Racemark now revving up for mat sales on Web Company prepared for online retail
Malta- For almost 30 years, Racemark International sold its high end floor mats straight to automobile markets. Customers who want a Racemark mat had to buy a new car, or at least head to a dealer for a replacement.
But in an age where automakers are insisting that suppliers find ways to costs every year, the company needed its own ways to boost revenue. So it created a new subsidiary, GGBAILEY LLC, and turned to the web to sell custom-made mats to the masses.
“We have to go out and get more sales to grow the business,” said William Van Patten, the company’s plant manager in the Luther Forest development in Malta.
So far the company has tip-toed into the market, putting up its site in November – www.ggbailey.com – and keeping a relatively low profile since then. But Ginger Cannon Bailey, Racemark’s co-chief executive, who is CEO and president of GGBAILEY, eventually expects the direct-to -consumer business to match the 1 million-plus mats made for the auto industry by Racemark last year.
Is that a tall order for car mats that cost $70 a pair, or $95 for an entire car? Not necessarily. The Specialty Equipment Market Association, a California based group, reported that people spend $2.3 billion on car-appearance products in 2000 and $25 billion in the automotive aftermarket.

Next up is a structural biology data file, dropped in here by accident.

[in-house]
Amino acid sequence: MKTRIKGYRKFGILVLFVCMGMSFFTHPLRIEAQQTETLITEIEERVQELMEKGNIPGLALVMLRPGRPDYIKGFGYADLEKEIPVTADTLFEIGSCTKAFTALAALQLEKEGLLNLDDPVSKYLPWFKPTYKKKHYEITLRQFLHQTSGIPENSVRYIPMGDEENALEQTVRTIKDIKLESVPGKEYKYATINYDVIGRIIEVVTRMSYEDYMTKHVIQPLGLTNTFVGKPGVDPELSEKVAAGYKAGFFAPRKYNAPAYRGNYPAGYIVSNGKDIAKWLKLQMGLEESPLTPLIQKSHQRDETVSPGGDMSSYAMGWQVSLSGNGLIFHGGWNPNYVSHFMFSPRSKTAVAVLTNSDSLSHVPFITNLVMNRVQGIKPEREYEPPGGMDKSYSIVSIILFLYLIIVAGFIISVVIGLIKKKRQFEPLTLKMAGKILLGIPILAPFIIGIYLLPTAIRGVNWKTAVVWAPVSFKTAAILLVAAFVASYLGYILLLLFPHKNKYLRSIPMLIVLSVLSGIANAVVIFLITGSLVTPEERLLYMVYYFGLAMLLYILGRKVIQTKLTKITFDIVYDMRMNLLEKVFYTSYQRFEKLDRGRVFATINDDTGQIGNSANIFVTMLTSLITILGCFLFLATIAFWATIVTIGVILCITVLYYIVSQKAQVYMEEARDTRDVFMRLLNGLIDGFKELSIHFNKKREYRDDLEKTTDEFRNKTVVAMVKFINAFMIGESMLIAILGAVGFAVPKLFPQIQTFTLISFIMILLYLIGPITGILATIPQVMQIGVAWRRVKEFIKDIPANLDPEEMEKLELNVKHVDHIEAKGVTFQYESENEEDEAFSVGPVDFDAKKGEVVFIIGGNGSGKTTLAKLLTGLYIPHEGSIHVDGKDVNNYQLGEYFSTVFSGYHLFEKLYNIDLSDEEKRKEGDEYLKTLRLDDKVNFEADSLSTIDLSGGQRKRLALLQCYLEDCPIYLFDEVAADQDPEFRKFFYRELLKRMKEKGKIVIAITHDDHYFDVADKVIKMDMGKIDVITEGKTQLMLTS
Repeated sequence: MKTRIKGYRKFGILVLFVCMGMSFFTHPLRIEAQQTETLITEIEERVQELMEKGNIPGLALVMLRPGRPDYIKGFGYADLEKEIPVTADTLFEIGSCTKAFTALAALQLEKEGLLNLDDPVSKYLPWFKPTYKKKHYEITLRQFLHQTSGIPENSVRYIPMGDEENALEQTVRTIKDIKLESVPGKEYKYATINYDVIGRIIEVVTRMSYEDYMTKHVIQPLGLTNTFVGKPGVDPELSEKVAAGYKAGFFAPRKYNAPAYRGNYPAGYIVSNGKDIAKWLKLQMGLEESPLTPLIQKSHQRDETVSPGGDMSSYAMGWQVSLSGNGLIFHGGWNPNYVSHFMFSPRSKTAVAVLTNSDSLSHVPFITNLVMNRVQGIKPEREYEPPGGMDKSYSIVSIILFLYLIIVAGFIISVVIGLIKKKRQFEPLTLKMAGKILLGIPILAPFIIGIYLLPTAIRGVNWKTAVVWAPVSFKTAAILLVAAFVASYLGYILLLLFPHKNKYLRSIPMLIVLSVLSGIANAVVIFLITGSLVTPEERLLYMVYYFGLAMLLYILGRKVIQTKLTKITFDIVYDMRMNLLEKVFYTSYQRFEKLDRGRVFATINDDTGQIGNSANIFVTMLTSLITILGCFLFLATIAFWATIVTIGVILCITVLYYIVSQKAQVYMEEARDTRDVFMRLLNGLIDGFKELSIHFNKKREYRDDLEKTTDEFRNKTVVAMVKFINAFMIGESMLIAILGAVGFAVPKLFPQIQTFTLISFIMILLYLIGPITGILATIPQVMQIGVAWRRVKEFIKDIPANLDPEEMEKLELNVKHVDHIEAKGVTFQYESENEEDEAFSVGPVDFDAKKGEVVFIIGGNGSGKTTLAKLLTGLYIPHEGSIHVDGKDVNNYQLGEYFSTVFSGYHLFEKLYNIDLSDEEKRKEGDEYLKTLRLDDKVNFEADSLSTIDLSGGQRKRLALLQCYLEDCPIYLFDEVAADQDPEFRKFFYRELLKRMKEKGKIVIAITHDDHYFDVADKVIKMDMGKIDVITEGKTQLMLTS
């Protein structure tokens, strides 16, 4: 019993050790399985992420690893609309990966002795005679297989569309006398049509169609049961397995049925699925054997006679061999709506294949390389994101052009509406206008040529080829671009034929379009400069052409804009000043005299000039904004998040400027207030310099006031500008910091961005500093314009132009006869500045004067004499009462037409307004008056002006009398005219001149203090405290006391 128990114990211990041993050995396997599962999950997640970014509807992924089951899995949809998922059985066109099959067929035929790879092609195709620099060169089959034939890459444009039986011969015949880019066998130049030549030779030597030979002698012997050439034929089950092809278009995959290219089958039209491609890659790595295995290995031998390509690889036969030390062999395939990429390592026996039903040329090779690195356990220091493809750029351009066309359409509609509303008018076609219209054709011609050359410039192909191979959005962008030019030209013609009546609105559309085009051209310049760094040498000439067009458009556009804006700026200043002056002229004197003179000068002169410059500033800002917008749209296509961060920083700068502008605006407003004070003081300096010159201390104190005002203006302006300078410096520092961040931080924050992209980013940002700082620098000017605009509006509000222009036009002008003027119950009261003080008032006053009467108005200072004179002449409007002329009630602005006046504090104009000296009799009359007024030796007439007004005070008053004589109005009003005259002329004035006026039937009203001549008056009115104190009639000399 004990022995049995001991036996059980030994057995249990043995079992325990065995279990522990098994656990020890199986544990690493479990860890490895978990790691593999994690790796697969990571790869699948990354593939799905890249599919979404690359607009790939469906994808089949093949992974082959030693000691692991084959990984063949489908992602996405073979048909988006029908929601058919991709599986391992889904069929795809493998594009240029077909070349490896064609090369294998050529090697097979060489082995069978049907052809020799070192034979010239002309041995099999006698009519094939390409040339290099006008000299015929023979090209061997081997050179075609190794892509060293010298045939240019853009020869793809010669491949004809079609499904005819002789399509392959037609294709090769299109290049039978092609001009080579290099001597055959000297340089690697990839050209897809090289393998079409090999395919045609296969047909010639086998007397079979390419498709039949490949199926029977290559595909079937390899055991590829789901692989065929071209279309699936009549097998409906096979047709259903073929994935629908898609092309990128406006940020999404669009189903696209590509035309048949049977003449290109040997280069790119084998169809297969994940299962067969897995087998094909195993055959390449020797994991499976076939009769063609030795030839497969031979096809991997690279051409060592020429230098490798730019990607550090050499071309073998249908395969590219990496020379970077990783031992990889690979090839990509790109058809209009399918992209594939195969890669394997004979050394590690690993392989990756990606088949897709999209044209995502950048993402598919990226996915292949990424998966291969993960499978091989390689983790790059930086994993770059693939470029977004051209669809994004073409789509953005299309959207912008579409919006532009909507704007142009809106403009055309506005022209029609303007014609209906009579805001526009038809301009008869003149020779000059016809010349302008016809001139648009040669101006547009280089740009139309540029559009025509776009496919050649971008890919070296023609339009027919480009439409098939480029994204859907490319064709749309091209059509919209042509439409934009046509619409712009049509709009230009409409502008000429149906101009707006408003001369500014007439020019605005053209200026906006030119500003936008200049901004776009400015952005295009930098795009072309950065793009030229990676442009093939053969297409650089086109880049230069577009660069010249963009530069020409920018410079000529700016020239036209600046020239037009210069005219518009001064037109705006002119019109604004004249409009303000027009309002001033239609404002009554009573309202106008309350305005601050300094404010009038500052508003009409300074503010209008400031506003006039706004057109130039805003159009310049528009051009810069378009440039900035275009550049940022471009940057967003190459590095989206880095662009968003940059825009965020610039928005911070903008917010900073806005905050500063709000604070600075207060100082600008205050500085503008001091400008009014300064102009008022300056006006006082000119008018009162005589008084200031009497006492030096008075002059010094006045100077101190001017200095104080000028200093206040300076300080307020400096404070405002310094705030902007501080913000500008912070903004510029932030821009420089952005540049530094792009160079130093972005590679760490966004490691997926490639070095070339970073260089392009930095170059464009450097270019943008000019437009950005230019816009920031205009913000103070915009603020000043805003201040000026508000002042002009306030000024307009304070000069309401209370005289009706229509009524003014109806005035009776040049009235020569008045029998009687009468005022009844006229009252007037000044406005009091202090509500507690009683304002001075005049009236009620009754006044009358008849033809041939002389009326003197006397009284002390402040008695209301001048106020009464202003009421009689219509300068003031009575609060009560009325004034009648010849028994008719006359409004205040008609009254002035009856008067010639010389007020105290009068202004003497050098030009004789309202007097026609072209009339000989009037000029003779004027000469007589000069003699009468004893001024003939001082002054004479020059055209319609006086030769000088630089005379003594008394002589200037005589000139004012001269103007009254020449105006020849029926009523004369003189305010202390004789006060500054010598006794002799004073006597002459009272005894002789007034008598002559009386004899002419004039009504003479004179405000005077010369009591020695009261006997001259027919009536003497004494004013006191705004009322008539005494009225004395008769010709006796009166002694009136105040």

While Racemark officials had the idea to sell on the web about two years ago, production hurdles loomed, its three plants were not running efficiently enough to handle the influx of customized business that the internet would bring.
So about 16 months ago, officials began shifting the three factories- in Malta, Georgia and Switzerland – to a “lean manufacturing” concept. The production floors would be re-arranged. Workers would operate in teams. Safety and cleanliness would be placed at a premium. The company would invest in new equipment to slash time and effort from the manufacturing process.
For example, the company bought a machine to cut the mats out of rolls of carpet after the plastic backing is applied. That operation used to be done manually, when the mats were put into big die-cutters. Now a computer guided knife slices silently across the mat.
Other benefits: Absenteeism has gone from 11% to 1.3%. Turnover has gone from 300% a year to 12%.
Going lean, Van Patten said, was key to being able to open the Internet storefront. Before the changes, the company was making 3,400 sets of car mats a day over three shifts.
After the shift to lean manufacturing, workers were able to make 3,600 sets a day over 2 shifts. And there’s capacity to spare. In Georgia, the extra capacity will be used to make the Internet orders. In Malta, the company will be able to solicit future business. On the factory floor, there’s actually an empty space with a sign hanging overhead saying just that.
It took more than extra equipment to get ready for the direct-to-consumer business. To sell custom-fit car mats, Racemark needed to know the custom-fit dimensions, information that the company couldn’t get simply by calling up GM and asking.
Check out the finished website and order your custom-fit car mat today visit www.ggbailey.com